The Supreme Court’s ruling upholds that of the lower courts’ as it unanimously dismissed Uber’s appeal. The appeal concerned the employment status of private hire vehicle (PHV) drivers who provide their services through the Uber smartphone application (the Uber app).
The main question raised was whether an Uber driver is a “worker” for the purposes of employment legislation which gives “workers” rights to be paid at least the national minimum wage (NMW), to receive annual paid leave and to benefit from certain other protections.
Five key points
The Supreme Court judgment emphasises five aspects of the findings made by the employment tribunal which justified its conclusion that the claimants were working for and under contracts with Uber. These are:
- Where a ride is booked through the Uber app, it is Uber that sets the fare and drivers are not permitted to charge more than the fare calculated by the Uber app. It is therefore Uber which dictates how much drivers are paid for the work they do.
- The contract terms on which drivers perform their services are imposed by Uber and drivers have no say in them.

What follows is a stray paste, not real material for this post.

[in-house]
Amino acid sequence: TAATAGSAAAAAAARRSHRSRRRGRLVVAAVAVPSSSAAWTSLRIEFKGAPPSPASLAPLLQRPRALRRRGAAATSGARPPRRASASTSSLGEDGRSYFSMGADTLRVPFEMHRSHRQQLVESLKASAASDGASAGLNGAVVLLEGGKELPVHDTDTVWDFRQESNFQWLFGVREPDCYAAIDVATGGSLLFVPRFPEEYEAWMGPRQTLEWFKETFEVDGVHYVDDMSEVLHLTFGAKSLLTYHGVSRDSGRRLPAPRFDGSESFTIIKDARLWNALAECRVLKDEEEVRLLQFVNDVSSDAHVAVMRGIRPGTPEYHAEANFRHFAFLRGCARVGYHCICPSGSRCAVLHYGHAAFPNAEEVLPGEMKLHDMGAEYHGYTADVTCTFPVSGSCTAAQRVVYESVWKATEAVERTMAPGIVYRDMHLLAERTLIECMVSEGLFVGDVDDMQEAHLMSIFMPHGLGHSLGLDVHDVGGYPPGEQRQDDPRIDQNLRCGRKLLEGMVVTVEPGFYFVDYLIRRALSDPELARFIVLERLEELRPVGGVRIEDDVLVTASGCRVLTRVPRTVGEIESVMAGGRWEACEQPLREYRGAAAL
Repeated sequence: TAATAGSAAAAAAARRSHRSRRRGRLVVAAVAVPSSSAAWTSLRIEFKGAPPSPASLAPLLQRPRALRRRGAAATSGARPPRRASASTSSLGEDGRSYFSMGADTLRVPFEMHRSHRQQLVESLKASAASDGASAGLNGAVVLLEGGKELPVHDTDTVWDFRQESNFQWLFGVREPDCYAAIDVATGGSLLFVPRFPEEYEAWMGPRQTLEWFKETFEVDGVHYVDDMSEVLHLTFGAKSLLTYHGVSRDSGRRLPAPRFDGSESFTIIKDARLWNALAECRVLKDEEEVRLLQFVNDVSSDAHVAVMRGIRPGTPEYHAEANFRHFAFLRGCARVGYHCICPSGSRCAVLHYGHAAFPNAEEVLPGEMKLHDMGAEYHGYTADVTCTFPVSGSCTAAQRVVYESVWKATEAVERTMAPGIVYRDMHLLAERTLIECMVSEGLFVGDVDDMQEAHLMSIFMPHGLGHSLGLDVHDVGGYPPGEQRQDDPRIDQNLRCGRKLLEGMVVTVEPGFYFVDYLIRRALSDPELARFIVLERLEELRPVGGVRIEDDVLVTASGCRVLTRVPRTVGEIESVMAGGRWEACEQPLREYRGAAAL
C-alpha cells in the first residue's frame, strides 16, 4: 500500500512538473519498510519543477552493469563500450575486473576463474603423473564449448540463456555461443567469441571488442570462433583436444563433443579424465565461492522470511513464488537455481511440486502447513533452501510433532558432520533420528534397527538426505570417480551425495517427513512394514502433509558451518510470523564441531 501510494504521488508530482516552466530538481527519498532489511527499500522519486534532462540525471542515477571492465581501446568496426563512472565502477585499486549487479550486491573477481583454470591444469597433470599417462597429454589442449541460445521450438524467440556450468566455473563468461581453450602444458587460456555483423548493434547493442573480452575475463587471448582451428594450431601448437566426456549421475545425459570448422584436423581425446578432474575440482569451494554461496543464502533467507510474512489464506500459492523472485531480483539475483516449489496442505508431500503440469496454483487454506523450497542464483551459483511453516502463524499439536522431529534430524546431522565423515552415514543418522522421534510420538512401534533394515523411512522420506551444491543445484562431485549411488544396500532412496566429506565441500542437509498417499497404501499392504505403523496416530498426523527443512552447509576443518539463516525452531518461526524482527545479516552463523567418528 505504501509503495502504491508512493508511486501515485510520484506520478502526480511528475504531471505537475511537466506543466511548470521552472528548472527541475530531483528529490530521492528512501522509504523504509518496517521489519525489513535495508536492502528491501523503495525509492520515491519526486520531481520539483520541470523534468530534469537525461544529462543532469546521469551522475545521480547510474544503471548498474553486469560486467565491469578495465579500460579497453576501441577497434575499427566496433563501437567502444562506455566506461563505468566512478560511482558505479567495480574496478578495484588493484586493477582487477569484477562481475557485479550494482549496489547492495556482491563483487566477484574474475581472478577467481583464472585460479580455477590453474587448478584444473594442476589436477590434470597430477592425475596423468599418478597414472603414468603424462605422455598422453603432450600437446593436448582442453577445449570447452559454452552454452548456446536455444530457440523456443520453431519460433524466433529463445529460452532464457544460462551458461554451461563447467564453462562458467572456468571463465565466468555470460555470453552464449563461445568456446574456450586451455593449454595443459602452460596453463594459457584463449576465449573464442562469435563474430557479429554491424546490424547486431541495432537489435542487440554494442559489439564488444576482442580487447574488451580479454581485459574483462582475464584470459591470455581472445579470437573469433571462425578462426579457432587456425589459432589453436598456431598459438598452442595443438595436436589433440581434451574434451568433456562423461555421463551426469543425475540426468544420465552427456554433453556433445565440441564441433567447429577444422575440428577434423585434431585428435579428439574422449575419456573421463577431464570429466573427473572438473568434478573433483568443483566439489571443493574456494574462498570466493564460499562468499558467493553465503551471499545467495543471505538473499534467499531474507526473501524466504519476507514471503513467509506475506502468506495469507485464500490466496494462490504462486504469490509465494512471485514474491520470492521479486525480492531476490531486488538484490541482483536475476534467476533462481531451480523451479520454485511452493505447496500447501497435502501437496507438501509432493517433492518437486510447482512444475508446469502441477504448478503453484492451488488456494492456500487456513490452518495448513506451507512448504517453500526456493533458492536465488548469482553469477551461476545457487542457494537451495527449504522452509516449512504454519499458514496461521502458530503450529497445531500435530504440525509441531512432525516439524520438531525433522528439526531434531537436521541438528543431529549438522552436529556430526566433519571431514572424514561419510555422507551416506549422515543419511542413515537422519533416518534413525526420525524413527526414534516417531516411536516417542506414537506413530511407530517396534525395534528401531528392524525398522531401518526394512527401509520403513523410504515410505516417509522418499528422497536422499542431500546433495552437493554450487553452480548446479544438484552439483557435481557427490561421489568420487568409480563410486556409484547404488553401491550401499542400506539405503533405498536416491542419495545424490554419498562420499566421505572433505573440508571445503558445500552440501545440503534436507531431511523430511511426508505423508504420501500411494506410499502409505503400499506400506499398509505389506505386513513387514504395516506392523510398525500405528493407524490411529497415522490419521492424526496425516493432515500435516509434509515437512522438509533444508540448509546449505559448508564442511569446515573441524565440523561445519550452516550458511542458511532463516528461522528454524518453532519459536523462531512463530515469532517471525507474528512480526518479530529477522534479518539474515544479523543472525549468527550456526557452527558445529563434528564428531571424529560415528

- Once a driver has logged onto the Uber app, the driver’s choice about whether to accept requests for rides is constrained by the company (it can, for example, impose what amounts to a penalty if too many trip requests are declined or cancelled by automatically logging the driver off the Uber app for 10minutes).
- Uber also exercises significant control over the way in which drivers deliver their services including by the use of a ratings system whereby passengers are asked to rate the driver after each trip. Any driver who fails to maintain a required average rating will receive a series of warnings and may have their relationship with Uber terminated.
- Uber restricts communications between passenger and driver to the minimum necessary to perform the particular trip and takes active steps to prevent drivers from establishing any relationship with a passenger capable of extending beyond an individual ride.
Implications for employers
This ruling could have significant consequences for both Uber as well as your client if they operate within the gig economy and work on a similar ‘on demand’ basis.
It is imperative that employers correctly categorise those who work for them. Despite what the terms of a contract might say, tribunals have the ability to assess the reality of the situation. If the relationship between the parties does not reflect what is outlined in the contract, tribunals can determine that individuals are a different employment status and are entitled to additional employment rights. This can leave employers liable for claims of holiday pay, the minimum wage, detriment for whistleblowing or even pension contributions.
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